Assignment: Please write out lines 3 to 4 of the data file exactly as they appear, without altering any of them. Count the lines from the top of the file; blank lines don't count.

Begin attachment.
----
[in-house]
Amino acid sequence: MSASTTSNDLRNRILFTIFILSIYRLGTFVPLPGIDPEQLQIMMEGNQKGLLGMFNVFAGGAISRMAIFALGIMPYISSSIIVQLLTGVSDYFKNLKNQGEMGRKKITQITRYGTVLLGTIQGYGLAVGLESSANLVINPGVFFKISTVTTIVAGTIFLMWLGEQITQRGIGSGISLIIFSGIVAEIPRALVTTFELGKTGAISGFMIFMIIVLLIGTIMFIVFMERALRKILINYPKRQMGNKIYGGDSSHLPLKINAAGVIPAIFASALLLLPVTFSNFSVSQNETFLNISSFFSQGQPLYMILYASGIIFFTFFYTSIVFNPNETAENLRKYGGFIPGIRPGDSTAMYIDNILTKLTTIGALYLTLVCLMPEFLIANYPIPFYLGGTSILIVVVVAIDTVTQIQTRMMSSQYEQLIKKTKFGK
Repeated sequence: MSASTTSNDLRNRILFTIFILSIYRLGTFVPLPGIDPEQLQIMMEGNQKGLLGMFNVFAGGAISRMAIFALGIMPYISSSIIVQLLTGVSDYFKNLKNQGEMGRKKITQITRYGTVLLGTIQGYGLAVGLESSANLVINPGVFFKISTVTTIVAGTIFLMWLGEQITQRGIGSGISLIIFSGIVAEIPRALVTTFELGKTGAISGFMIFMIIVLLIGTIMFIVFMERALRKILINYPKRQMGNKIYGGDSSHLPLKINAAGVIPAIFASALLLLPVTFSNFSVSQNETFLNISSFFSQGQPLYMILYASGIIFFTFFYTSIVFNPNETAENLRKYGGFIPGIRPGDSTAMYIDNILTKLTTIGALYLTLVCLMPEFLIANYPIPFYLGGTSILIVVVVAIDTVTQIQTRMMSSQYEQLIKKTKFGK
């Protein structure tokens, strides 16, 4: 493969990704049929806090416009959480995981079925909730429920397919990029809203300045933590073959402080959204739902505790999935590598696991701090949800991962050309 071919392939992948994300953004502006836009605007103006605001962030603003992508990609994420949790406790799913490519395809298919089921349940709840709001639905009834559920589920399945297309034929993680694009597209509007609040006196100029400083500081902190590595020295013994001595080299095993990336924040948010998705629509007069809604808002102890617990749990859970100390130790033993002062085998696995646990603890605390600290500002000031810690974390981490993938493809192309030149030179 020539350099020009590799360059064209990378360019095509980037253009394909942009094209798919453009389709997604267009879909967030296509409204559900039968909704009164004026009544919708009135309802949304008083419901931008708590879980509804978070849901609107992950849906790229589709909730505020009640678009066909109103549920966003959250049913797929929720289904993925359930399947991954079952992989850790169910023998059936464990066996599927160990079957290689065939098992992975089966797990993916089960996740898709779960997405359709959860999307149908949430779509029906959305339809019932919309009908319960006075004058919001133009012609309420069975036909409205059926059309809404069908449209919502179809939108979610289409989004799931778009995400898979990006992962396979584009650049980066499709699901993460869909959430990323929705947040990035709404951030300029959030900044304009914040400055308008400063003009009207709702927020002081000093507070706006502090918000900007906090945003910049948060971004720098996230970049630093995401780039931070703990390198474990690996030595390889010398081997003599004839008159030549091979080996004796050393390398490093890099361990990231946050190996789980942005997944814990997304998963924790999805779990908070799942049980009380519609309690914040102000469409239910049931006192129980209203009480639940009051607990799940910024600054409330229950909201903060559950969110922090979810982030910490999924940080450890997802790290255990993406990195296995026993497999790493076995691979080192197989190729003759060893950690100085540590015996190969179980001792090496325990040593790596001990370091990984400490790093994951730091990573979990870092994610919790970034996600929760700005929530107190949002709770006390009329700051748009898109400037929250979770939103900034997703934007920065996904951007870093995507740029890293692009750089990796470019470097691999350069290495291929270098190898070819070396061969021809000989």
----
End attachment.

Repeated sequence: MSASTTSNDLRNRILFTIFILSIYRLGTFVPLPGIDPEQLQIMMEGNQKGLLGMFNVFAGGAISRMAIFALGIMPYISSSIIVQLLTGVSDYFKNLKNQGEMGRKKITQITRYGTVLLGTIQGYGLAVGLESSANLVINPGVFFKISTVTTIVAGTIFLMWLGEQITQRGIGSGISLIIFSGIVAEIPRALVTTFELGKTGAISGFMIFMIIVLLIGTIMFIVFMERALRKILINYPKRQMGNKIYGGDSSHLPLKINAAGVIPAIFASALLLLPVTFSNFSVSQNETFLNISSFFSQGQPLYMILYASGIIFFTFFYTSIVFNPNETAENLRKYGGFIPGIRPGDSTAMYIDNILTKLTTIGALYLTLVCLMPEFLIANYPIPFYLGGTSILIVVVVAIDTVTQIQTRMMSSQYEQLIKKTKFGK
């Protein structure tokens, strides 16, 4: 493969990704049929806090416009959480995981079925909730429920397919990029809203300045933590073959402080959204739902505790999935590598696991701090949800991962050309 071919392939992948994300953004502006836009605007103006605001962030603003992508990609994420949790406790799913490519395809298919089921349940709840709001639905009834559920589920399945297309034929993680694009597209509007609040006196100029400083500081902190590595020295013994001595080299095993990336924040948010998705629509007069809604808002102890617990749990859970100390130790033993002062085998696995646990603890605390600290500002000031810690974390981490993938493809192309030149030179 020539350099020009590799360059064209990378360019095509980037253009394909942009094209798919453009389709997604267009879909967030296509409204559900039968909704009164004026009544919708009135309802949304008083419901931008708590879980509804978070849901609107992950849906790229589709909730505020009640678009066909109103549920966003959250049913797929929720289904993925359930399947991954079952992989850790169910023998059936464990066996599927160990079957290689065939098992992975089966797990993916089960996740898709779960997405359709959860999307149908949430779509029906959305339809019932919309009908319960006075004058919001133009012609309420069975036909409205059926059309809404069908449209919502179809939108979610289409989004799931778009995400898979990006992962396979584009650049980066499709699901993460869909959430990323929705947040990035709404951030300029959030900044304009914040400055308008400063003009009207709702927020002081000093507070706006502090918000900007906090945003910049948060971004720098996230970049630093995401780039931070703990390198474990690996030595390889010398081997003599004839008159030549091979080996004796050393390398490093890099361990990231946050190996789980942005997944814990997304998963924790999805779990908070799942049980009380519609309690914040102000469409239910049931006192129980209203009480639940009051607990799940910024600054409330229950909201903060559950969110922090979810982030910490999924940080450890997802790290255990993406990195296995026993497999790493076995691979080192197989190729003759060893950690100085540590015996190969179980001792090496325990040593790596001990370091990984400490790093994951730091990573979990870092994610919790970034996600929760700005929530107190949002709770006390009329700051748009898109400037929250979770939103900034997703934007920065996904951007870093995507740029890293692009750089990796470019470097691999350069290495291929270098190898070819070396061969021809000989």